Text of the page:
How to Cut and Shape Stones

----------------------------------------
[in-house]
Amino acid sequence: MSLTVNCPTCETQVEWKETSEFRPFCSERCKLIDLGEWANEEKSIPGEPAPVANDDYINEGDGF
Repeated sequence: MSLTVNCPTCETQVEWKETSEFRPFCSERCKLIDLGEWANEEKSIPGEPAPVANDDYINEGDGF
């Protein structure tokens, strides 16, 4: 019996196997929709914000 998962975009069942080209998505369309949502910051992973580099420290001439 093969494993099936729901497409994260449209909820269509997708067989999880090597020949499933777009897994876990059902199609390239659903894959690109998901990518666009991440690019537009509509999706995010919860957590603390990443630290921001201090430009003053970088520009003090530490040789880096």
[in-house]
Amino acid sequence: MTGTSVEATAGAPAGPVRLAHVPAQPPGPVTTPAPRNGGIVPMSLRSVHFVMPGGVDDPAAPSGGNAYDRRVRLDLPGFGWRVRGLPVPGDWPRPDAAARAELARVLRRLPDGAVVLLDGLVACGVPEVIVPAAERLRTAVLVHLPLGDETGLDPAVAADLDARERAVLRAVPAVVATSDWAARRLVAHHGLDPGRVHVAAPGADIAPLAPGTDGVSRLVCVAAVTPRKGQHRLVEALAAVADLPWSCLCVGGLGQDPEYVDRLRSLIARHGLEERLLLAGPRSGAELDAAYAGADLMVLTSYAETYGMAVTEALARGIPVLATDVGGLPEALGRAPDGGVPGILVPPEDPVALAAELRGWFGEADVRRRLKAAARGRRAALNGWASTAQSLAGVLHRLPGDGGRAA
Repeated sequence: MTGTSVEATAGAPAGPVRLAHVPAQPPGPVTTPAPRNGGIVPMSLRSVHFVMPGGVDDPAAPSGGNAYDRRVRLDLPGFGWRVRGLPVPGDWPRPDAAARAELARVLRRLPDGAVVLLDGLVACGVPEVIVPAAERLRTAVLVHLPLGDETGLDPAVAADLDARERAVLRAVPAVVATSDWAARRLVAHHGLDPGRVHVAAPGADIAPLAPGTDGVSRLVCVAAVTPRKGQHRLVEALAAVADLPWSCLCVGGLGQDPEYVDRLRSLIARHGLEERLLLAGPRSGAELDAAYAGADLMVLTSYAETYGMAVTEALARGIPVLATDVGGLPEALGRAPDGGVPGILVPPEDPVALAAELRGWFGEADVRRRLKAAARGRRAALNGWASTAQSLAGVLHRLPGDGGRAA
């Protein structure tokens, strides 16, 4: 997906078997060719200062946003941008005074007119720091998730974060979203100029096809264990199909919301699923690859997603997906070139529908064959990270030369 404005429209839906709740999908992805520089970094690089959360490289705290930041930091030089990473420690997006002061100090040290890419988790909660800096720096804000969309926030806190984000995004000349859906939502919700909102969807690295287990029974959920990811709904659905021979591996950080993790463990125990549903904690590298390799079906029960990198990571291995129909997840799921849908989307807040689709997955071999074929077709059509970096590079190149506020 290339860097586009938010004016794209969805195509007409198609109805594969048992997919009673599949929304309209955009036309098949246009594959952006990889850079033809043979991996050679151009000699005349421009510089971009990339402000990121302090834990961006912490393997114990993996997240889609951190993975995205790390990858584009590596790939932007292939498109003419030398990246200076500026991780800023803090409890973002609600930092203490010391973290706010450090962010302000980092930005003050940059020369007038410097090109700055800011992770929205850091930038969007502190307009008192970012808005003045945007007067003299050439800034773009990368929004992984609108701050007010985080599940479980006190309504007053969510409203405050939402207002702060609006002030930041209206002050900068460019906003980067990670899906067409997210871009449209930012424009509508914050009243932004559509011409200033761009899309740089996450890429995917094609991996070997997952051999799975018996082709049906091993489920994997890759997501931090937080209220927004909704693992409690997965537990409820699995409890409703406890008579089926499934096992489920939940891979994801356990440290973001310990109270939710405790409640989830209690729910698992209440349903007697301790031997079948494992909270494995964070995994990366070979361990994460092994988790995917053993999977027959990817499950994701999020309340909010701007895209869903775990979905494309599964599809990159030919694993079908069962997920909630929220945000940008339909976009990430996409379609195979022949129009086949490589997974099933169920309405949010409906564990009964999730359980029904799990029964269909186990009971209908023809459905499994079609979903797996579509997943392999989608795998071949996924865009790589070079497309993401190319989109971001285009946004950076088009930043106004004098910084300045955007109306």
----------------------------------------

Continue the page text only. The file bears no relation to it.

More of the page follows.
people look at a wall like this they think this is just individual stones that will well fit it in but a lot of these have been cut and shaped yes they have they've been they've been hand trimmed so that they'll fit in there but give you that nice natural look no in a wall like this every stone every edge has been shaped in order to get that real tight joint and in most cases it's been split from a lot larger stone right when I cut stone I use this 14 inch diamond blade on my cut-off saw or I use my grinder with a 4 inch diamond blade on it and that's good for reducing the stone size but you're going to get a sawn face so if you're not looking for that stone face again your hand tools come into play at that point all right well how do we get started with hand tools well quite often the homeowner is going to have rocks available that he wants to utilize you might have something like this which does not have a usable face as it is it also is too large too heavy for him to comfortably use so at that point we would attempt to make this into two pieces we would use this machine right here which is a rotary hammer drill with a carbide tip drill bit and this is a gauge that we use to preset the depth of the hole that we're going to drill for stone this size I'm going to drill my holes about every 4 inches apart anytime that you're cutting they're drilling stone it's imperative it to wear your safety glasses use the tools that we're going to use to actually break the rock now they're called wedges and shims and this is of course the wedge these are your shims when you place them in the hole like this you'll always make sure that your ears of your shims are pointed in the direction that you want the break to happen so you put them in snuggly now you're gonna use this little hammer to break that rock I am Roger and the reason why is because with most stone working its it's a question of patience and if you if you use too heavy of a hammer you put so much pressure on an individual hole that it will actually blow the top surface of the hole right out and you lose your push all right how do we get started so you start with the number one it's just a light tap so you'll just take any time and driving those slowly there I am and what you're trying to do is you're trying to keep the same tension on every set so that the push is equal on all of them and you can feel if one's tighter than another right and you can hear it too now you listen to these oh that one's definitely different it's tightening up a lot more it's a lot the harder the stone there and it's just not it's not crushing so much so this one we won't be hitting nearly as hard as we will these stand here a different ring to them mmm like that one you got that little vibration here it that one's got it now stones not liking this huh no he's talking back you're gonna crack then there it goes I see it nice yeah yep and it's going this way it's following some natural flaws in that stone you're still sneaking on its own that's in there Oh Randy this little piece flaked off but we didn't really get a good split on that huh no we've got to we can still make this usable Rock but it's going to be a more drilling it's going to be a lot more handwork at this point I would probably cut my losses on this one and go to a different stone let's try another one now we're getting a good crack line all the way across almost bottom note this ah there we go that's exactly the way wedges and shims are supposed to work say you had a smallest stone like this that you needed to cut off just a little bit to would fit right into a wall how would you cut that well for this I'd use a tool called a hand tracer as you can see it's beveled it comes to a somewhat sharp edge and after I establish where I want to make my cut I take my tracer hold it straight up and down and start pitching a line across it and that does two things that it starts weakening the stone so it's going to break on the plane that you want it to break and it's also going to start making a nice flat place for your carbide to set so that you don't risk you're not at risk of cracking your carbide then by having too much pressure on just one spot on the carbide patients always patience I noticed you're not trying to hit all over hit it either nope you don't want to blow it out and make it crack somewhere where there might be a weak spot in the stone you're always making that softer spray you go look at that perfect that'll fit in my wall just the way I want and your wall now for this stone I'm going to use a slightly bigger tool it's called a stone buster as you can see it has the same same edge that the tracer did but it's much heavier duty tool you can break bigger stones with it it's still a one-person operation and you treat it the same way you pick your line and then you start hitting it when you get real good you'll just swing it I'm not that good yet yet it allows you to really hammer on that well it does but but they're against you don't want to lose track of the fact that you don't want to overwork your tool or your stone nice look at that no I can use that on my wall for sure and with a little trimming you can get you can square it up you got two good faces out of one stone all right I got another stone for you this one I don't need split I need it trimmed you look at the angle here I need that taken off so it'll fit nice and flat in my wall how would you do that well for that I would use this tool right here it's called a handset you can see that it's flat it's carbide like the others but you place it on the stone hold on a little bit of an angle and you again pitch your line right across so you're not trying to take the holeshot walk it off all at once because you get more risk of doing more damage to the stone than you want so you just kind of work it back a little bit to a time kind of check it every while see where you're coming when you get to the end sometimes it's good to tip your stone up and you don't really need to get to break it but you get a line in there so to break more to that line beautiful now that's perfect because I can just set it into the wall just like that and I got the face I wanted right there right now sometimes we get a stone like this it has a great face on it but it's not sitting well on the stone underneath it because of that protrusion right here that needs to come off in that case we would use this tool which is called a hand point again it's carbide tipped it's the strongest tool made you place it and just start working those high spots right out of there so again you chip in a little at a time little of time see how you're taking up pieces now sometimes you hit it straight up and down even once you started getting it down too close to where you want to be and you're worried about blowing out another big chunk that's when you go to this bushing hammer which is a hand point but as you can see it's got a coarse side and it's got a fine side so depending on the finish you want in this case you're not leaving an exposed look because it's going to be the bottom so you just take this and you just keep bringing it right down and blend it right in I think we're about down the level you want to be so let's try it and see let me take a look you know that's it's pretty good now thank you so much Randy you've taught me that with a few simple hand tools you can cut and shape almost any stone